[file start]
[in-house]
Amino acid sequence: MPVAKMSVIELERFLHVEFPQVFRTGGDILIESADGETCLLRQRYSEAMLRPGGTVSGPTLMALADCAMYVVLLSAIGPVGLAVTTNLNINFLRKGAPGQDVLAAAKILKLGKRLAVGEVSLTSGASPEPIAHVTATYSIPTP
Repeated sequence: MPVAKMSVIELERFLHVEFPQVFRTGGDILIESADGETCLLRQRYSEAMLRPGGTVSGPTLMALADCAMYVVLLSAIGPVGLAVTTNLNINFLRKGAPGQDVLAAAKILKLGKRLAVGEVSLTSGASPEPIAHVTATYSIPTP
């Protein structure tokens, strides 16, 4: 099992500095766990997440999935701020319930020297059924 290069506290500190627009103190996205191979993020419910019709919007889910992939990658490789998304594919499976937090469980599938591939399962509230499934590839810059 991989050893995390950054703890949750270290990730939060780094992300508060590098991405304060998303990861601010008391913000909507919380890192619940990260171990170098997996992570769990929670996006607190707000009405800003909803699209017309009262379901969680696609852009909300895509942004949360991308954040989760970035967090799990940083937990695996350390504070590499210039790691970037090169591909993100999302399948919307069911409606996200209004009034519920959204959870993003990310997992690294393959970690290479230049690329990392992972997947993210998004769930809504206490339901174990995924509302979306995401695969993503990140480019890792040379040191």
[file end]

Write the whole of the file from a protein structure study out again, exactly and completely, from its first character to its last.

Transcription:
[in-house]
Amino acid sequence: MPVAKMSVIELERFLHVEFPQVFRTGGDILIESADGETCLLRQRYSEAMLRPGGTVSGPTLMALADCAMYVVLLSAIGPVGLAVTTNLNINFLRKGAPGQDVLAAAKILKLGKRLAVGEVSLTSGASPEPIAHVTATYSIPTP
Repeated sequence: MPVAKMSVIELERFLHVEFPQVFRTGGDILIESADGETCLLRQRYSEAMLRPGGTVSGPTLMALADCAMYVVLLSAIGPVGLAVTTNLNINFLRKGAPGQDVLAAAKILKLGKRLAVGEVSLTSGASPEPIAHVTATYSIPTP
């Protein structure tokens, strides 16, 4: 099992500095766990997440999935701020319930020297059924 290069506290500190627009103190996205191979993020419910019709919007889910992939990658490789998304594919499976937090469980599938591939399962509230499934590839810059 991989050893995390950054703890949750270290990730939060780094992300508060590098991405304060998303990861601010008391913000909507919380890192619940990260171990170098997996992570769990929670996006607190707000009405800003909803699209017309009262379901969680696609852009909300895509942004949360991308954040989760970035967090799990940083937990695996350390504070590499210039790691970037090169591909993100999302399948919307069911409606996200209004009034519920959204959870993003990310997992690294393959970690290479230049690329990392992972997947993210998004769930809504206490339901174990995924509302979306995401695969993503990140480019890792040379040191």